Page:Catholic Encyclopedia, volume 1.djvu/777

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703

ARGENTINE


703


ARGENTINE


Seal ok AKoii.NTUNE Rki'uulic


States, united by a federal Constitution framed on the same linos as the Constitution of the United States of America. The provinces are: Buenos Aires, Santa I'Y-, Entre Ktos, Corrientes, CYjriloba, San Luis, Santiago del Estero, Mendoza, San Juan, La Rioja, Cata- marca, Tucunuin, Salta, and Jujuy. Each one has it own constitution, and its own autonomic gov- ernment. The fed- eral Constitution was promulgated 25 Sep- tember, ISGO. The (illicial name of the union, under the federal Constitution, is "The Argentine Nation". In addi- tion to the fourteen conuiionwealths con- stituting the union, there are ten " na- tional territories", depending upon the federal executive, the government of which is entrusted to governors appointed by the Presi- dent with the advice and consent of the Senate. Those territories are called Misiones, Formosa, Chaco, Los .\ndos. La Pampa, NeuiuKf-n, Rto Negro, Chubut, Santa Cruz, and Tiorra del Fucgo. There is also, and this completes the similarity of organization between the .Vrgentine and the American Union, a "Federal District", namely, the city of Buenos Aires, which is also the capital of the State of the same name. Geogkaphical Situation, .\kea, Popul.vtion. — The .\rgentine Republic is situated in the .south- eastern part of South .-Vmcrica and is bounded on the north by BoUvia, Paraguay, and Brazil; on the east by Paraguay, Brazil, llruguay, the River Plata, and the .Vtlantic Ocean; on the south by Chile and the Atlantic Ocean; and on the west by Chile, from wliich it is separated by the Cordillera de los Andes. Nearly all its area, roughly estimated at 3,000,000 squarb kilometres (about 1,17.">,000 stjuare miles), is iiuludod between 21° 30' S. lat. and 54° 52' S. lat. Witli tlio exception of a small strip of land on the north, which is in the tropics, the entire country is within the temperate zone. From east to west the country lies between 52° and 74° W. long.

According to the last official census, which was taken 10 May, 1895, the total popidation of the Republic was 3,945.911, distributed as follows: Argentines, 2,950,384; foreigners, 1,004,527. The male population was given as 2.088,919; the female as 1,8(>5,992. Of the foreign pop\dation, 492,630 were Italians; 198,685, Spaniards; 94,098, French; 91.167, Spanish .\mericans (Bolivians, Chilians, I'ruguayans, and Paraguayans), 24,725, Brazilians; 21, 7NS, "British; 17,142, Germans; 12,803, .\ustrians; anil 1,:$S1, citizens of the United States of .\merica. Foreign immigration to the Argentine Republic, be- tween 1857 and 1903, was as follows:


The immigra


tion in


903


was:



Italians


42,358




Germans


1,000


Spaniards


21,917




Swiss


272


French


2,491




Belgians


174


English


560




Others


5,077


Total


73,849


Yf


A us


iMMir.UANTS


N.VTIONALITIES


1857-


-1S60


20,0' KJ


Italians


1,331,536


1S61-


-1.S70


1,")9,570


Spaniards


414.973


1S71-


-1880


260,613


French


170,293


1S81-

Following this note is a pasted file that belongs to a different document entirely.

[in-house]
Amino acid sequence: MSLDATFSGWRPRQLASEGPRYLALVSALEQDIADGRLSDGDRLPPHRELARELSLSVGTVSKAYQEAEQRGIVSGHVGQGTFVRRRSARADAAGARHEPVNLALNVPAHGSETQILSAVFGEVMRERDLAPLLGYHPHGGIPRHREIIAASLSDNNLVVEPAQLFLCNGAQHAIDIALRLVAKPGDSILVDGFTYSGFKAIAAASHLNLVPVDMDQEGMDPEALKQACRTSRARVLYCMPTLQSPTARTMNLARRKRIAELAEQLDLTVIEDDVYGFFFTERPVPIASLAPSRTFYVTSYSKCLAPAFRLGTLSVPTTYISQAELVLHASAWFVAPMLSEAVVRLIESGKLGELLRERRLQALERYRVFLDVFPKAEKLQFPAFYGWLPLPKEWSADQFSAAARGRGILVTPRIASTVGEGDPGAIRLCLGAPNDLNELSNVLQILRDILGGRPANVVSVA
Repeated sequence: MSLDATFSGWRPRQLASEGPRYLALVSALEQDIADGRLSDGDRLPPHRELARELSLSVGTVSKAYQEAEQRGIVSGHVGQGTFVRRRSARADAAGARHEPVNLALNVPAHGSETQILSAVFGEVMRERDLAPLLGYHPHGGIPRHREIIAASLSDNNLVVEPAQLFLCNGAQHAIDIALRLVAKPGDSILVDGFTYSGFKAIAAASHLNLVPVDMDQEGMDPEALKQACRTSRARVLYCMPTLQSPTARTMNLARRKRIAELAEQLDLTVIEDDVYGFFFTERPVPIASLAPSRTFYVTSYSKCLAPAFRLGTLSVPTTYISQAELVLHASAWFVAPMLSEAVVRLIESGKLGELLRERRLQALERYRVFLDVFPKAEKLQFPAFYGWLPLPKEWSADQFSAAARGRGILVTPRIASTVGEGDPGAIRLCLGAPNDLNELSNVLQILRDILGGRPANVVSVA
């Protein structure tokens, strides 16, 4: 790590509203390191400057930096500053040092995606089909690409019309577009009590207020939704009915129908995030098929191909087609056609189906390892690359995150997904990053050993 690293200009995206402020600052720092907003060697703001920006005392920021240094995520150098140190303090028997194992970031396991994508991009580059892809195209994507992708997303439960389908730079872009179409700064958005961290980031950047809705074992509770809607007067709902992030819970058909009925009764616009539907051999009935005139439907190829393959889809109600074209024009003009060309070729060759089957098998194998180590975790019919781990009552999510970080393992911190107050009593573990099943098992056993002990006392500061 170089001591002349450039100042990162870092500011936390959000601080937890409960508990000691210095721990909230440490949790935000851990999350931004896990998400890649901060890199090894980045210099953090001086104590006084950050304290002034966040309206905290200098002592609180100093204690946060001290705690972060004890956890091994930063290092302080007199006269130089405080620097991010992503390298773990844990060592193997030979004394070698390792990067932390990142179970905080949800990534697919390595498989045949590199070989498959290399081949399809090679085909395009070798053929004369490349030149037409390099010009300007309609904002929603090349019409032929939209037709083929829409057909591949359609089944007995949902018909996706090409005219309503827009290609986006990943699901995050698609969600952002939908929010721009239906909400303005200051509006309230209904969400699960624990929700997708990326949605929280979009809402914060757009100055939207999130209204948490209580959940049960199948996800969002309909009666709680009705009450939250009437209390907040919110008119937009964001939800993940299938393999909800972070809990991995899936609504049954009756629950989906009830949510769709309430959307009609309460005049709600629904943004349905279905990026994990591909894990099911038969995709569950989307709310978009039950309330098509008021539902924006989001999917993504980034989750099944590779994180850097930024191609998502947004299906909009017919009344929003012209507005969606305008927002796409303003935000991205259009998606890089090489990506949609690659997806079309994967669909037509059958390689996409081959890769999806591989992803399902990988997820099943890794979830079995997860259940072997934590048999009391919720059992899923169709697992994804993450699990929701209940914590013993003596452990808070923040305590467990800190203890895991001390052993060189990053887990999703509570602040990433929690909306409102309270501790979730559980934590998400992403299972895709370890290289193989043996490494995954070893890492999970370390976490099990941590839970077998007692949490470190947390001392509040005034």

-18S)0


846.568


English


35,435


1891


-1900


648, .326


.Austrians


37,953


1901


-1903


223,346


Germans Swiss Belgians Others


30,699 25,775 19,521 92,238


2,158,423


2,158,423


HisTOKY. — The territory of the .Argentine Re- public was origiiudly inhabited by Indian tribes of fierce disposition who were "reduced" to civilization thrciugli the Catliolic religion. The mis-sions founded in tlicsc Rginns were called " Reducciones" (Reduc- tions) by the Spaniards to convey the idea that these establishments were intended to tame the wild spirit of the savages and "reduce" them to a con- dition of relative civilization. The first Spanish establishment in the region of the Rfo de la Plata, or Plate River, was the fort called La Sancti Spiritus, crertcd by Seba.stian Cabot, a Venetian m the .service of Spain, and son of John Cabot the cele- bratecl navigator who cruised along the eastern coast of North .\merica. This fort was erected in 1526 at the confluence of the Paraiul and Carcaraiia Rivers, and was garrisoned with 170 men. Four years later it was destroyed by Timbu Indians, who killed the men, carried away the women and children, and burned all the buildings. Together with the report of his trip to these regions Cal)()t forwarded to Spain some silver jewels which the Guarani Indians had pre- sented to him; wlicnce comes the name of Rio de la Plata (River of Silver), given to the .stream through the mistaken idea that silver mines abounded on its banks. In l.')35 Don Pedro de Mendoza, a Spanish general in the service of Charles V, came with a powerful expedition consisting of 14 ships and 2,000 soldiers, and on 6 January hiid the foundations of a city which he called Santa Maria de Buenos .Vires. Some time afterwards this settlement was attacked and partially destroyed by the Indians. The work of rebuilding it was begun 11 June, 1580, by Don Juan de tiarayi The city of La .\sunci6n, now the capital of Paraguay, was founded by Juan de Ayohis, a lieu- tenant of Mendoza, 15 August, l.')36. T'nderthe rule of Hernando .\rias de Saavedra, generally called Iler- nanilarias, who was born on Argentine soil, and had been elected governor by the .settlers, the Jesuits were called to civilize the Indians. The first Fathers landed at Salta in 1586, and established a college at C6rdoba, from which they .sent missionaries to all parts of the Argentine territory. Fathers Montoya and Cataldino went to Paraguay and settled, in 1610, at La Asun- cion. Seven years after the landing of the Jesuit Fathers, over "100,000 Indians had been congregated in four ilifferent towns and were engaged in agri- cultural pursuits and useful arts and trades. They built houses, hospitals, and asylums; learned to read and write, and became acquainted also with painting, sculpture, and music. Even at this early date they hatl established a printing office with type made by themselves. In course of time, this work of civilization was greatly extended. The "Geo- grafia .Vrgentina" of Sefiores Urien and Colombo says that in or about 1631 there were not less than thirty centres of population under the rule of the Jesuits. V.'M-h town had a curate who was at the same time the governor, the judge, and the spiritual adviser of the inhabitants. But the expulsion of the Jesuits from the Spanish dominions by the Government of Charles III put an end to this prosperous condition. The expulsion took place in Buenos .Vires, 3 July, 1767. Governor Don Francisco de Paula Bucarelli was the official entrusted with the execution of the di.sastrous measure. On 1 August, 1776, the Govern- ment of Spain derided to establish what it called the vice-royalty of the River Plate, under Don Pedro de Zeb'allos, the first viceroy. The last viceroy was